Crossposted from Inhuman Swill
I was reading a major novel from a major genre publisher last night (okay, it was Half the Blood of Brooklyn by Charlie Huston, from Del Rey), when a character suddenly "knocked" an arrow into his bowstring.

Not to knock the book's copy editor, but the nock is the notch at the end of the arrow into which the bowstring fits. When you slide the arrow into place against the string, you have nocked it.

But this was also a book where "puss" leaks from one character's eyes, so maybe I shouldn't snatch at hopes that the copy-editing will improve.
Via [livejournal.com profile] affinity8:

You Scored an A

You got 10/10 questions correct.

It's pretty obvious that you don't make basic grammatical errors.
If anything, you're annoyed when people make simple mistakes on their blogs.
As far as people with bad grammar go, you know they're only human.
And it's humanity and its current condition that truly disturb you sometimes.
The website for Rise: Blood Hunter proudly proclaims:

From The Producers of The "The Grudge" Franchise
Read that out loud. I dare you.
Via [livejournal.com profile] deadscrypt:


English Genius

You scored 100% Beginner, 100% Intermediate, 100% Advanced, and 80% Expert!

You did so extremely well, even I can't find a word to describe your excellence! You have the uncommon intelligence necessary to understand things that most people don't. You have an extensive vocabulary, and you're not afraid to use it properly! Way to go!


Thank you so much for taking my test. I hope you enjoyed it!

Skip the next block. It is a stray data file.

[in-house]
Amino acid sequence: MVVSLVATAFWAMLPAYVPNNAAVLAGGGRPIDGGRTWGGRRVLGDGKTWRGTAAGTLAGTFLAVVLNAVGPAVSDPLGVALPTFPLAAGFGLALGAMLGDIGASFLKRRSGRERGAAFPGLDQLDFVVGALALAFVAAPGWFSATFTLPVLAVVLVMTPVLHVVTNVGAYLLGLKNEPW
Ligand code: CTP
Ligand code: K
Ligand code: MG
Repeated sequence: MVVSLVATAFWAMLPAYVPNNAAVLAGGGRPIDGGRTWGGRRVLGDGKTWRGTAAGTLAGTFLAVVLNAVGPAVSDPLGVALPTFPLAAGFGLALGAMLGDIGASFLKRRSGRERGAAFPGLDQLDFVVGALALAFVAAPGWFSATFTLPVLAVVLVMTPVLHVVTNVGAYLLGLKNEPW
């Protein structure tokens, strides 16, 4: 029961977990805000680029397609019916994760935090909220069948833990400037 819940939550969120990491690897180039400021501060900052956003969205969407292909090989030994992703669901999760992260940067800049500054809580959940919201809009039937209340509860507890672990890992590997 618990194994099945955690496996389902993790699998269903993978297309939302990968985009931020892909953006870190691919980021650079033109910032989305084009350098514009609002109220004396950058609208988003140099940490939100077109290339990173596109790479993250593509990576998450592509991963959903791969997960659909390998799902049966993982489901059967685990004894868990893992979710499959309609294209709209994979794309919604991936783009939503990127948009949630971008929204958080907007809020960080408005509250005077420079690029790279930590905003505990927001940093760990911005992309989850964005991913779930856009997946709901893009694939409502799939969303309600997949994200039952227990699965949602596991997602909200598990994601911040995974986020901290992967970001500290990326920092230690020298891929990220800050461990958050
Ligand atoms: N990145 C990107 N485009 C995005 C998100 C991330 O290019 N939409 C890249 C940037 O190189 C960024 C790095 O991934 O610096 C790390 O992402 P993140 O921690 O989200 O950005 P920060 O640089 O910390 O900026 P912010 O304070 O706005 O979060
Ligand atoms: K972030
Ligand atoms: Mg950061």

For the complete Answer Key, visit my blog: http://shortredhead78.blogspot.com/





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You scored higher than 99% on Beginner
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Link: The Commonly Confused Words Test written by shortredhead78 on OkCupid Free Online Dating, home of the 32-Type Dating Test
In a recent Craigslist posting, a dominant male businessman requests a Secretary-like secretary who, in addition to being able to take dictation and a good paddling with equal aplomb, must be discrete.

One presumes that this distinct and differentiated individual will also be discerning and prudent enough to gently inform her new master boss that the word he's looking for is discreet.

(Via Gawker.)
Would you say the past tense of podcast—and the past participle, for that matter—is podcast or podcasted? My vote is podcast.
The word awkward is rather awkward to type.
I just received email from John Kerry which said, in part: